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Letters: Peace in the Mideast

March 02, 2014

Re "Diplomatic lessons," Opinion, Feb. 28

Patrick Tyler suggests that Israel's demand for recognition as the state of the Jewish people is merely a tactic to block negotiations.

Far from it. That recognition is as essential to peace as is the first step of declaration by an addict that he or she is addicted.

Long before Israel deflected the many attempts by its neighbors to annihilate it, the core issue was and remains the fact that neighboring Islamic leaders simply cannot tolerate a Jewish administration in the Middle East.

So the Palestinian leadership, not Israel, must undergo a complete change of attitude before a genuine peace can happen. Israel knows that anything less will be merely a smokescreen for the next attempt to annihilate it.

Gary Dalin

Santa Monica

Instead of demanding that any future state of Palestine recognize Israel as a Jewish state, which Tyler suggests is really a tactic to stall negotiations, Prime Minister Benjamin Netanyahu should be more reasonable and stop pandering to hard-liners.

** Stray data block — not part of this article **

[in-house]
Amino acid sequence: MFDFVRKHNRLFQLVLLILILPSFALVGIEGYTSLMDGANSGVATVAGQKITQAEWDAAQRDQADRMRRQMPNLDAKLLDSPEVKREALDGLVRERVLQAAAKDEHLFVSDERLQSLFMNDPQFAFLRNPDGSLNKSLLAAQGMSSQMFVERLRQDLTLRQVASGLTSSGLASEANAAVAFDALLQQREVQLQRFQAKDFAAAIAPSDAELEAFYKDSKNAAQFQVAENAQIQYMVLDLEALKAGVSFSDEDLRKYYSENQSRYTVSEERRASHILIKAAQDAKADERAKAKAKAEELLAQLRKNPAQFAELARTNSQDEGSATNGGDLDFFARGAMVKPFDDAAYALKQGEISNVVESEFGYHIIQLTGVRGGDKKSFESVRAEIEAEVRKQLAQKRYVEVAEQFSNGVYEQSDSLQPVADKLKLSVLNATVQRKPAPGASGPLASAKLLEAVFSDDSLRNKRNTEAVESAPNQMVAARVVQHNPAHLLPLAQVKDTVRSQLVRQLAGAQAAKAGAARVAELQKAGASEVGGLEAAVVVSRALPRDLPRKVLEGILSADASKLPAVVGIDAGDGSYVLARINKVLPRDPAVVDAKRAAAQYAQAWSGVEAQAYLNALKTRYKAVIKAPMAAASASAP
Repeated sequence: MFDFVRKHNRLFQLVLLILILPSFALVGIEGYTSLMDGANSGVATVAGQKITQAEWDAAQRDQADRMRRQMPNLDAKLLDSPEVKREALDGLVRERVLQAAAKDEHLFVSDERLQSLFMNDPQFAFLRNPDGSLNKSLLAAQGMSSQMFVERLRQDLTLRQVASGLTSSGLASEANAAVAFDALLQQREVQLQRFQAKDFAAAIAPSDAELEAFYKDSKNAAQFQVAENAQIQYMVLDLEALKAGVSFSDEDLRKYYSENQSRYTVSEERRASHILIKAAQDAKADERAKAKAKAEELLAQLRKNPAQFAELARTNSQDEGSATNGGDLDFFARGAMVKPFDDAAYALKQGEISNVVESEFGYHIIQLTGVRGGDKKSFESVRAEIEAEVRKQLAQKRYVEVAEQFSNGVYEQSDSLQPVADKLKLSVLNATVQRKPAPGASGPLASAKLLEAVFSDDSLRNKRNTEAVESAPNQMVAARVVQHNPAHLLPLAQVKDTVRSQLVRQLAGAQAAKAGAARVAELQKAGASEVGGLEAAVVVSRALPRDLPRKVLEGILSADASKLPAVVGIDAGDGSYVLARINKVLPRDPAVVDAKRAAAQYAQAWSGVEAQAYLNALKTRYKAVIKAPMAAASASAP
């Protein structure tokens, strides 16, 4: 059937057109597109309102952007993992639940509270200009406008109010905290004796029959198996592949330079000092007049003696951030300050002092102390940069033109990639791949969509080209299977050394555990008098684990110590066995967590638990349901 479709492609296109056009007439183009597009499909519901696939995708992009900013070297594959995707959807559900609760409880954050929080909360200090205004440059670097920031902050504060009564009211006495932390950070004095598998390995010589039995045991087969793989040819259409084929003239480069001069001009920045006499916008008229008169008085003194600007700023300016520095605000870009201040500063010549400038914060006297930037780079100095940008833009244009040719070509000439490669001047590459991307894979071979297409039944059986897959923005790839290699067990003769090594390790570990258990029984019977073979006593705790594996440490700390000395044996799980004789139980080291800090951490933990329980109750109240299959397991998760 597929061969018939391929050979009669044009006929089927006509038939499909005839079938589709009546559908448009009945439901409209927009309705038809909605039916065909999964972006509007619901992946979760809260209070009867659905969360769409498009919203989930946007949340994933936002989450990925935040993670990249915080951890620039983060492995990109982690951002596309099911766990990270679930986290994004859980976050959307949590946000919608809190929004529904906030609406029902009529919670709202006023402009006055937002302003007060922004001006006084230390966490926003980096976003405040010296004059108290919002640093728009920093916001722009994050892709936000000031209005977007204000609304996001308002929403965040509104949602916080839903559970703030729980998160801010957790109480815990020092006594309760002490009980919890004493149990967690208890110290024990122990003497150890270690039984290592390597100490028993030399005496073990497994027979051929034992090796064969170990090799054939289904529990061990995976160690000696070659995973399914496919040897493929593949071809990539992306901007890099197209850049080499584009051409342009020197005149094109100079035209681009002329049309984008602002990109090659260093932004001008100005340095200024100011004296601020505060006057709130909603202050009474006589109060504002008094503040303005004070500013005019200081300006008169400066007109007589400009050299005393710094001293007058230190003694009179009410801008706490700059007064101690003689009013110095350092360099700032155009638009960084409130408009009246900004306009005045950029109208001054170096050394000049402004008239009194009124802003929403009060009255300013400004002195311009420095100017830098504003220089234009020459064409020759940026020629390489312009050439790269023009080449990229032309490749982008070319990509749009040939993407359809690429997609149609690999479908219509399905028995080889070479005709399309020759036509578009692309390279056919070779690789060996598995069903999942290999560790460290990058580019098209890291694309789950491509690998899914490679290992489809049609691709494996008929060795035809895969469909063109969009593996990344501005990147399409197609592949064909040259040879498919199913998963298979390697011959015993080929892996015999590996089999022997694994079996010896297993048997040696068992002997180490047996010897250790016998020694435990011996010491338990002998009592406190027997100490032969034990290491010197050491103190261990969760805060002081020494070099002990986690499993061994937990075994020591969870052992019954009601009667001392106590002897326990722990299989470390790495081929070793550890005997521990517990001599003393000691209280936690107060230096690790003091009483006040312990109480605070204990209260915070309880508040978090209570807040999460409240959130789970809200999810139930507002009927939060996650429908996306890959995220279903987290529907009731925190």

Also, it is wrong to compare the Israeli-Palestinian negotiations to the tensions between Taiwan and China that once prevented the U.S. from engaging with China. The Taiwanese and Chinese continued living within their territories with no physical land-grabs by either state, whereas

Palestinians are seeing more of their land confiscated by Israel.

A settlement will come only with pressure from the United States on Israeli leaders. If the world's sole superpower does not have the courage to do that, it should stop playing games with the hapless Palestinians by staging these pointless negotiations.

S.R.H. Hashmi

Karachi, Pakistan


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